ten little niggers book review

The image makes less sense than the book, I promise.

Also Known As Ten Little Indians and And Then There Were None

Author Agatha Christie

Things You Might Like

  • A detective novel without a detective
  • A genuinely stunning twist in the tale
  • Characters that are believable
  • Palpable terror and tension in most scenes

Things You Might Not Like

  • The pointless rebrandings of the book
  • The premise is a little stretched at times
  • People saying ‘Oh.’ when you tell them what you’re reading.

Conclusion
Without a doubt the finest crime thriller ever written, Ten Little Niggers overcomes any of the detective clichés by eliminating the detective entirely.

5 out of 5 Disappearing Figurines

Errol Stephen Philip Flynn left all alone, he went and hanged himself and then there were none.

***

I’ll be coming back to this point later, but before we begin, let us make something perfectly clear — ‘nigger’ is, at the very least, a taboo word in today’s society, seen as denigrating and racist. In Christie’s day, racism was perhaps more prevalent, yet the term ‘nigger’ was, and still semantically is, simply description. It is never the word that is offensive, but always the meaning that hides behind it. In Ten Little Niggers, the word refers both to a rhyme and an island. No solid reference is made as to the ethnicity of the characters, and not one expresses a thought that one hue of skin is better than another. If you remain offended by the word and the word alone, then I recommend that you read And Then There Were None, and keep away from the real world for a while.

All views expressed within this article are the views of the reviewer, and do not necessarily represent the views of Bullet Reviews or its contributors, advertisers, and sponsors.

***

In the increasingly more obscure words of Max Bygraves, I wanna tell you a story.  I was reading my copy of this book on campus, sitting on the grass under the shade of a tree.  A shadow loomed up.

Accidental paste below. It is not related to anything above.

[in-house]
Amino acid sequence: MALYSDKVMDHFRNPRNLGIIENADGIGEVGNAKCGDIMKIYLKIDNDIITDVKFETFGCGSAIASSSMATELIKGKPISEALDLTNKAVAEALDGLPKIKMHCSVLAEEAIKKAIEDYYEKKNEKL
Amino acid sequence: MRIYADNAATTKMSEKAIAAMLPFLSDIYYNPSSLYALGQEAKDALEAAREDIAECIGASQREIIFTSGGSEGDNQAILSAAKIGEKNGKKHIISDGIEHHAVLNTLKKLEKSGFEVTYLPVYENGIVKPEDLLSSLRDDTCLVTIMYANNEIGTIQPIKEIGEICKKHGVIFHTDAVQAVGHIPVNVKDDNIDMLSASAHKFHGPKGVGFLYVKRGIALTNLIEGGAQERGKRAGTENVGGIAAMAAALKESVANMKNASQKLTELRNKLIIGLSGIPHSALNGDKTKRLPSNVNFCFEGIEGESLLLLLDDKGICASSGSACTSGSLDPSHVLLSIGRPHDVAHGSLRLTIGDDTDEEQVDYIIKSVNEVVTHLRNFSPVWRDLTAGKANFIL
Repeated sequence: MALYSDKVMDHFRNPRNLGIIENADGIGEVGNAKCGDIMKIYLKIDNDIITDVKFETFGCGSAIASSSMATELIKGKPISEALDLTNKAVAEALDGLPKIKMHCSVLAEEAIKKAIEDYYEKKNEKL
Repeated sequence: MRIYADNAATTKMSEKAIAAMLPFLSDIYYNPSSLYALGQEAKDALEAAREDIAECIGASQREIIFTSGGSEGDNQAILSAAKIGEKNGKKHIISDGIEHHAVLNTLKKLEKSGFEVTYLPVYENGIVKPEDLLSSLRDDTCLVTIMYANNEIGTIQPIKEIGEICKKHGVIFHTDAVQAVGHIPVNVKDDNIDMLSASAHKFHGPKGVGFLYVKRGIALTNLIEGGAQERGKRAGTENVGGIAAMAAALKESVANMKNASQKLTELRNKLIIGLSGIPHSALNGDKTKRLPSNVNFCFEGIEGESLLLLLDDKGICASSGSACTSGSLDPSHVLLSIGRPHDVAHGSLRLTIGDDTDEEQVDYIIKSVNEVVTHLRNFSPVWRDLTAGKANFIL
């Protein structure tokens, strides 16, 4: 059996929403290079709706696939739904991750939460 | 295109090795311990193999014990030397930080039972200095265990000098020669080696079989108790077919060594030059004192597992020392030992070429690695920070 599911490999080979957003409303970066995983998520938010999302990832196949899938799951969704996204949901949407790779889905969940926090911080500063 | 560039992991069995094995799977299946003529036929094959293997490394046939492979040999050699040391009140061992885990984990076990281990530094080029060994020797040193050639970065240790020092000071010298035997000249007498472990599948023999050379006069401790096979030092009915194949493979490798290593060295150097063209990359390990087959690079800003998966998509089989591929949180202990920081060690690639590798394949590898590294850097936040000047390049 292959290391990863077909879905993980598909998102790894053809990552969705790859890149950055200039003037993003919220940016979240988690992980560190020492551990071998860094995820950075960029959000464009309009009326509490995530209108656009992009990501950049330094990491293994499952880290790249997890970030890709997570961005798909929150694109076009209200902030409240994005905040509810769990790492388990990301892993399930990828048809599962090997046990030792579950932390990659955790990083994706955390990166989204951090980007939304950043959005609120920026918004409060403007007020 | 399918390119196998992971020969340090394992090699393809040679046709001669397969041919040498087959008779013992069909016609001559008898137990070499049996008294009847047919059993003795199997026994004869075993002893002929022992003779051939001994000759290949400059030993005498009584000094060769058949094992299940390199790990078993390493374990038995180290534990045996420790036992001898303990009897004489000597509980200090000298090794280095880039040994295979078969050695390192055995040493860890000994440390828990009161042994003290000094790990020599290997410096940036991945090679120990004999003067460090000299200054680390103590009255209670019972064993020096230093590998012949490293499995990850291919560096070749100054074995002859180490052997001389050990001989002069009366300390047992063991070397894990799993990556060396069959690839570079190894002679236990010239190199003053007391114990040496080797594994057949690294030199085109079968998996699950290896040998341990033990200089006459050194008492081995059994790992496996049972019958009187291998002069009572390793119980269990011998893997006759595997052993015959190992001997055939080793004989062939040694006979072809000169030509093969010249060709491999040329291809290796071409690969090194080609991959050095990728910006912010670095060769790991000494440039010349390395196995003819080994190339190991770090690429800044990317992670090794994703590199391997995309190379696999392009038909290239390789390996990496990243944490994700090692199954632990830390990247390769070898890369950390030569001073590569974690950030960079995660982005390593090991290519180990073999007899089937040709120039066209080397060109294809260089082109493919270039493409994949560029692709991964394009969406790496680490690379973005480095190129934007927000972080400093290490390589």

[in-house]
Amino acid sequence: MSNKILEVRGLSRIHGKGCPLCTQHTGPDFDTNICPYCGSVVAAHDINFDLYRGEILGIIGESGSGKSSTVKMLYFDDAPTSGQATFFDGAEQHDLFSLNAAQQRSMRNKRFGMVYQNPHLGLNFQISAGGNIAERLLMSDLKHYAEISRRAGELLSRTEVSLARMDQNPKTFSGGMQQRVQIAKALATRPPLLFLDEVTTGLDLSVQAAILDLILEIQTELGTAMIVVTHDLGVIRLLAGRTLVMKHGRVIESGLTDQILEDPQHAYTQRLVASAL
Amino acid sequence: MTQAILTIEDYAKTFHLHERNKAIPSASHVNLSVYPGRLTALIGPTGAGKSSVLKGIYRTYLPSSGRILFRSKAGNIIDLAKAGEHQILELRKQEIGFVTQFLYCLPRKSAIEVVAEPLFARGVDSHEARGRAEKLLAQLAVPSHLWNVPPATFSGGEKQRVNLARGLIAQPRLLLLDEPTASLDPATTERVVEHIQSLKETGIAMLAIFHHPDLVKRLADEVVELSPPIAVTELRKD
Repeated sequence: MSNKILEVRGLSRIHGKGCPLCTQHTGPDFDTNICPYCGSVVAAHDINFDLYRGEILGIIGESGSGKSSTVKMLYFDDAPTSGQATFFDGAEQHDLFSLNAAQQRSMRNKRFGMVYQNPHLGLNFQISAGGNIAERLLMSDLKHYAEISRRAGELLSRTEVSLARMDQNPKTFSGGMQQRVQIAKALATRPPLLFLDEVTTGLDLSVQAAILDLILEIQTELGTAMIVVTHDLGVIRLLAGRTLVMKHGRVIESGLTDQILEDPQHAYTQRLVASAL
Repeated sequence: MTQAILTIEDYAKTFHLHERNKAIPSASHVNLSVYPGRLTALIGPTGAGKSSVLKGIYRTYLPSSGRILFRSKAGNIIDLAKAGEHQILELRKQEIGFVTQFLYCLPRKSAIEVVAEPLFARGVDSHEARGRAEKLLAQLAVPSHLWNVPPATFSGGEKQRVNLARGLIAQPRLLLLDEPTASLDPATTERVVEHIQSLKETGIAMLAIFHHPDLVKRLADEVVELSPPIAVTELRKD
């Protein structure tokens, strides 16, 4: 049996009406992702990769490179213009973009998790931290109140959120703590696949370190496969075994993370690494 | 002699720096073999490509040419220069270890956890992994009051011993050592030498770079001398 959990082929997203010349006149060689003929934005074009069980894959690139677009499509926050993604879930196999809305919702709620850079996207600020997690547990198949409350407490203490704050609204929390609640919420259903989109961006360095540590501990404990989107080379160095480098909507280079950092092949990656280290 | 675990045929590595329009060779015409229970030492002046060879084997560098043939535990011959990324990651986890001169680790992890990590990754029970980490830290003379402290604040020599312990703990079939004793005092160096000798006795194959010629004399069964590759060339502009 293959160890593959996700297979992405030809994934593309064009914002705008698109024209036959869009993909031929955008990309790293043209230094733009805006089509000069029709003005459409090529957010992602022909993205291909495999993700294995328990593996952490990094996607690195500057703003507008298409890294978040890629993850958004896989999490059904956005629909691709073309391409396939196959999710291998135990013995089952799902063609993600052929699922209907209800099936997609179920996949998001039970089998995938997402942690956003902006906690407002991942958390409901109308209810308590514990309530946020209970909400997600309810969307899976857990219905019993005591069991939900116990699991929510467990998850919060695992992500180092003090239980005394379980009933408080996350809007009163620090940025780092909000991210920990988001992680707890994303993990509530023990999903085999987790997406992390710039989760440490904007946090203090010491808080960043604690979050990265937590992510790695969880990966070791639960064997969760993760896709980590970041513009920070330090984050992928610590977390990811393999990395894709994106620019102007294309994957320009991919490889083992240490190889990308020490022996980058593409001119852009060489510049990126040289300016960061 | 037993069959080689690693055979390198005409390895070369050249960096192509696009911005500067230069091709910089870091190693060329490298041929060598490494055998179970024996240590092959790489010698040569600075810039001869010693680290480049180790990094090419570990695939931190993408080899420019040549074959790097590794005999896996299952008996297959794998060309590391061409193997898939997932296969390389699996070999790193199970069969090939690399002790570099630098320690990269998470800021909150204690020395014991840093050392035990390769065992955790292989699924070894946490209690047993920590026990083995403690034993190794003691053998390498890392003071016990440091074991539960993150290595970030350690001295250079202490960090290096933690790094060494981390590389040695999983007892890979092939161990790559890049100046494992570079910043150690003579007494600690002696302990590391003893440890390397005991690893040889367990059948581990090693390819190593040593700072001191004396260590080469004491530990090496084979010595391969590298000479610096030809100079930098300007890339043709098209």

What’s that?  Uh oh.  What’s just happened is a rather burly chap has wandered up to me, and seems cross with the book I’m reading, just because of the title.  I have never been so certain I was about to die.   I thought about running.  Then I took a far more sensible course of action: I told him what I’m about to tell you; about the book itself.

Written in 1939, Ten Little Niggers was subsequently (much later) renamed Ten Little Indians, with the island being renamed Indian Island.  This also seemed too much for the censors, as the text was then further fiddled with, the island being renamed again to Soldier Island, and the title changing to And Then There Were None.  To this reviewer, this chopping and changing is like removing Nazis from World War Two films because they are no longer acceptable, but besides changing a few words, the rest of the manuscript remains the same, and I’ll try to avoid touching on the subject again, but it is interesting to note that it still keeps its original title in several countries, including Spain and Greece.

As far as plot is concerned, Ten Little Niggers is truly unique — it is famous as a detective novel with no detective.   We begin with eight short chapters, each a vignette of one of the main characters travelling towards Nigger Island.  They all seem to have been invited by the mysterious (and perhaps now cliché) U. N. Owen.  Christie’s writing is charming and elegant, portraying the usual mystery cast of brigadiers, nursemaids, judges and prudish spinsters with aplomb.  Suddenly, the ‘stock characters who each have a guilty secret’ mould seems somehow fresh and new.  The characters are amusing and interact with each other perfectly.  When they all meet up for the first time, Christie’s depiction of the awkward conversations about the weather are spookily accurate to those we would have experienced ourselves.

Eventually, these eight people all make it to the island, where an elderly husband/wife, butler/maid team inform them that (surprise, surprise) Mr U. N. Owen is currently absent, but they settle down to dinner regardless.  In the dining room are ten porcelain figurines of black people (or Native Americans, or soldiers, depending on the subsequent reprints).  This is a further echo that something is very much about to go wrong, as in each of their rooms is an identical framed rhyme:

Ten little nigger boys went out to dine;

One choked his little self and then there were Nine.

Nine little nigger boys sat up very late;

One overslept himself and then there were Eight.

Eight little nigger boys travelling in Devon;

One said he’d stay there and then there were Seven.

Seven little nigger boys chopping up sticks;

One chopped himself in halves and then there were Six.

Six little nigger boys playing with a hive;

A bumble bee stung one and then there were Five.

Five little nigger boys going in for law;

One got into Chancery and then there were Four.

Four little nigger boys going out to sea;

A red herring swallowed one and then there were Three.

Three little nigger boys walking in the Zoo;